'send' and behaviors

Dar Scott dsc at swcp.com
Sat Jun 2 20:18:45 EDT 2012

There are two problems with that description.  

One is what Mark mentioned.  The default stack will change to the stack of the target object and the default card will be the current card of that the new default stack.

However, there is something else.  The word "message" should be replaced with "handler".  

That is 'this stack' here refers to the stack of the sender:
send "doSomething x, the name of this stack" to card "uno" of stack "beta"

But here in card "uno" it refers to that of the target:

on doSomething x, y
	put the name of this stack
end doSomething


On Jun 2, 2012, at 4:28 PM, Graham Samuel wrote:

> It says in the LC docs for the 'send' command:
>> When the send command is used the stack containing the target handler temporarily becomes the defaultStack. All object references in the message are evaluated in the current context i. e. the defaultStack. Therefore references within the message that refer to "this card" or "this stack" will be referring to the card or stack where the target handler is located. 
> I am relying on this: I have a line like this in a script on a particular card, say card "A" - in fact this line is in a behavior of the card:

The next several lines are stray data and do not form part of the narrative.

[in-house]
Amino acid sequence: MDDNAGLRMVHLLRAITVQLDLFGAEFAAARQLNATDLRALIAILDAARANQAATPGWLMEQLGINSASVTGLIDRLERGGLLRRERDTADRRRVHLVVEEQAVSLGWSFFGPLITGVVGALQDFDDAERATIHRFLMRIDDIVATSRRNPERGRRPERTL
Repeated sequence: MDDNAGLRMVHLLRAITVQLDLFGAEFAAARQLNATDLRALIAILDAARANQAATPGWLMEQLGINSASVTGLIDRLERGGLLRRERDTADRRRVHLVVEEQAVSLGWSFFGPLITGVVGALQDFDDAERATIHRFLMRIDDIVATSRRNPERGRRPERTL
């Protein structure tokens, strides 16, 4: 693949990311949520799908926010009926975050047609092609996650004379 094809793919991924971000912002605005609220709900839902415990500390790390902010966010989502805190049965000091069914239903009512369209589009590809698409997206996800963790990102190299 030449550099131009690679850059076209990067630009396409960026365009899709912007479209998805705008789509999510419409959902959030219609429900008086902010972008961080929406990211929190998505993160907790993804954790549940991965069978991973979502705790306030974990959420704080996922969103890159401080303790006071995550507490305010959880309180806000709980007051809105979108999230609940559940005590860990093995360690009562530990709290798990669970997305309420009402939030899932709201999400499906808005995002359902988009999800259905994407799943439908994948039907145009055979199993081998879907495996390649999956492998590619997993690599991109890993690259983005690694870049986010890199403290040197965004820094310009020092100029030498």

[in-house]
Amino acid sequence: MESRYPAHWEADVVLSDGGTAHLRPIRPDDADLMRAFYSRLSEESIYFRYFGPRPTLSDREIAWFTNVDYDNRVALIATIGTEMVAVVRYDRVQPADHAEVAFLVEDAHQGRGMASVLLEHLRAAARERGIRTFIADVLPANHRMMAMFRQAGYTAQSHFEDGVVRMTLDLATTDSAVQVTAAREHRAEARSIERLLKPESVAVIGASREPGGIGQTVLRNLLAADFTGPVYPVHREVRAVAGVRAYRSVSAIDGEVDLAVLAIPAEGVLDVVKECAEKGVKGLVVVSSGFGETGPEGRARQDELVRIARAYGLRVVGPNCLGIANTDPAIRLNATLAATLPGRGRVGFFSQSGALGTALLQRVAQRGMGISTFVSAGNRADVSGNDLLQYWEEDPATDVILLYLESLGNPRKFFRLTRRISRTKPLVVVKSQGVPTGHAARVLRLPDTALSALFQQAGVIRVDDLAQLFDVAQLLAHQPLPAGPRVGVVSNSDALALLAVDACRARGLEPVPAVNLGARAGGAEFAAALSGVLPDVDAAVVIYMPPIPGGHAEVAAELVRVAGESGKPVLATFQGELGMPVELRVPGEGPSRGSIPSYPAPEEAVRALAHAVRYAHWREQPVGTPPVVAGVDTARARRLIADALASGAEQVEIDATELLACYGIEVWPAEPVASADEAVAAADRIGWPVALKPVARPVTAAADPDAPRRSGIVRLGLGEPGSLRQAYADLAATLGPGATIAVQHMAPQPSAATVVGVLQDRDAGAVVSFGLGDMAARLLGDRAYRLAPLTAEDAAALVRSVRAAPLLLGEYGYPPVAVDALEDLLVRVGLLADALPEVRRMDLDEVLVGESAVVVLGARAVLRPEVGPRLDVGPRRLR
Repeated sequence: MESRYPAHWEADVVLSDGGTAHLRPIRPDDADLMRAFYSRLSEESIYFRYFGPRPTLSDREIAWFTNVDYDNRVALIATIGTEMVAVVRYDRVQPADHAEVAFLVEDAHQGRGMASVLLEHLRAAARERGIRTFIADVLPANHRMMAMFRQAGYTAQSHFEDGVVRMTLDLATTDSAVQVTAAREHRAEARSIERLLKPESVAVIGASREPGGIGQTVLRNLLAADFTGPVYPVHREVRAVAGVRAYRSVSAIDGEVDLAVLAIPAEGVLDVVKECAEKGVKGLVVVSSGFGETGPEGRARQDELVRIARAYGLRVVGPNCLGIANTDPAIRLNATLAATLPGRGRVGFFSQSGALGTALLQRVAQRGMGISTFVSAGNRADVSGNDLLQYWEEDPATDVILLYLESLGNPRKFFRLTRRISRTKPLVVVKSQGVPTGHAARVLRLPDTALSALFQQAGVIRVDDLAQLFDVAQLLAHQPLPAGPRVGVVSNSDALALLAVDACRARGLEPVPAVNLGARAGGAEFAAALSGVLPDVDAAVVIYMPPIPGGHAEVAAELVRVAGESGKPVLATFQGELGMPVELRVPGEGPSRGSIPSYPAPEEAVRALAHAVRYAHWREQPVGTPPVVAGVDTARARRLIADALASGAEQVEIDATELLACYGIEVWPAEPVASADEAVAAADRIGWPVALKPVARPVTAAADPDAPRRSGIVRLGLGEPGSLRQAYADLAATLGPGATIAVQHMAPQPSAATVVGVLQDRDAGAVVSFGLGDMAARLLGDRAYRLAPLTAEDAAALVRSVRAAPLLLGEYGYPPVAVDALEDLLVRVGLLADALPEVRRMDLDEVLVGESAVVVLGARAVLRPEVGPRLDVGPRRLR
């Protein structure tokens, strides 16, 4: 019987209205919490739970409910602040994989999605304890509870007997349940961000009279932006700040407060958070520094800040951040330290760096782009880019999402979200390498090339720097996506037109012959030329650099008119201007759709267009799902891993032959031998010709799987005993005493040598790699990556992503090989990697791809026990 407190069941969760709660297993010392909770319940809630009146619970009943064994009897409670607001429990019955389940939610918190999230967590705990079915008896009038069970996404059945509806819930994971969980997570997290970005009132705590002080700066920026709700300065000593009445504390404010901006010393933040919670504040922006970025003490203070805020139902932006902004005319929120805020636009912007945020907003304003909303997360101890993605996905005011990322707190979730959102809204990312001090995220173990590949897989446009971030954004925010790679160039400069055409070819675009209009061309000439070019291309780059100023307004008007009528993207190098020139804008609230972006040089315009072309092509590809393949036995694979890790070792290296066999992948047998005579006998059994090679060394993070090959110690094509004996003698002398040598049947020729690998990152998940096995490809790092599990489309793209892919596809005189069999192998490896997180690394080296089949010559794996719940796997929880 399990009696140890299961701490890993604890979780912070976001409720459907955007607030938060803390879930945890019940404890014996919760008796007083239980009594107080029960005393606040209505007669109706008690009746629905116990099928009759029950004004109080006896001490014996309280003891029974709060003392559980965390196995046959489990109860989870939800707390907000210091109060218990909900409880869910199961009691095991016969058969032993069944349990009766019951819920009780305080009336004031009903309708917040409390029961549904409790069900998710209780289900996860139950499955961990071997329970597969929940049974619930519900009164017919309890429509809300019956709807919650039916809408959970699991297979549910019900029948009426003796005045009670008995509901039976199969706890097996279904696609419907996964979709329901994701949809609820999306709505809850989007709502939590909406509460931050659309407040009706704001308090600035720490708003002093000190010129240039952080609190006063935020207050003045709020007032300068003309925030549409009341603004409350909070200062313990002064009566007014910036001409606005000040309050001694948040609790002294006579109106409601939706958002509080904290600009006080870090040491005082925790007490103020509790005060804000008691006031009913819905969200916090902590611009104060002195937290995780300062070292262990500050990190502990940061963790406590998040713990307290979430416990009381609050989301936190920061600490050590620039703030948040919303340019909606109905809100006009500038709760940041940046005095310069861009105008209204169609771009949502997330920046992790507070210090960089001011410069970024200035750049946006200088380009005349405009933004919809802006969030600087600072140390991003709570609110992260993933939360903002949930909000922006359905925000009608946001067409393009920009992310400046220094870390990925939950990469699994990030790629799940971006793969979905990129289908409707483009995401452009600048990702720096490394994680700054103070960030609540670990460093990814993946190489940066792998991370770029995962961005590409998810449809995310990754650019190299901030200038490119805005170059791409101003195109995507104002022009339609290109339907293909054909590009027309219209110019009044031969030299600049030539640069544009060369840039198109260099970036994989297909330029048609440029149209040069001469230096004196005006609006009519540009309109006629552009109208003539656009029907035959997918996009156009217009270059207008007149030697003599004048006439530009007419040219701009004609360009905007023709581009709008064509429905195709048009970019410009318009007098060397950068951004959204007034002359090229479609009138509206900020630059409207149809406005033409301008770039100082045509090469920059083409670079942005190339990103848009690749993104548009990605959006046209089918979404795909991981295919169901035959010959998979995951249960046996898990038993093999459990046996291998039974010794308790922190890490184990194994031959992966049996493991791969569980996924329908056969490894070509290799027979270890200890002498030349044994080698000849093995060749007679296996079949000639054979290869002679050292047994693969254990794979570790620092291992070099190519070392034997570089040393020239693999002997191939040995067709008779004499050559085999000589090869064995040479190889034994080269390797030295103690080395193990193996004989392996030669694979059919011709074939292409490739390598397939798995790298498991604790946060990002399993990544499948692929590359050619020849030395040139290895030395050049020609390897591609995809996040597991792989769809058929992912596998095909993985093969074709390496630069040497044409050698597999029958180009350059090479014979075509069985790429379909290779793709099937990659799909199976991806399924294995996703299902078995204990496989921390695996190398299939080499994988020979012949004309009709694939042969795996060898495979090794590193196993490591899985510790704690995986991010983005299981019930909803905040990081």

> send "doSomething" to card "B"
> This works in the sense that the handler "soSomething" is executed, but if I include a line in the handler:
> put "This card is" && (the short name of this card)
> I get the name of the sending card (A), not the name of the target (B) - as a result the handler doesn't have its expected context and fails since references to (for example) fields on the card containing the handler script don't resolve properly. The handler is however also in a behavior, which has certainly been correctly associated with the target card.
> Am I doing something wrong, or is this an LC limitation, or is it a bug?
> Graham

Dar Scott
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Computer programming and tinkering,
usually in supporting those developing in 
LiveCode--typically by making LiveCode 
controls, libraries and externals, and
sometimes by writing associated
microcontroller firmware.  

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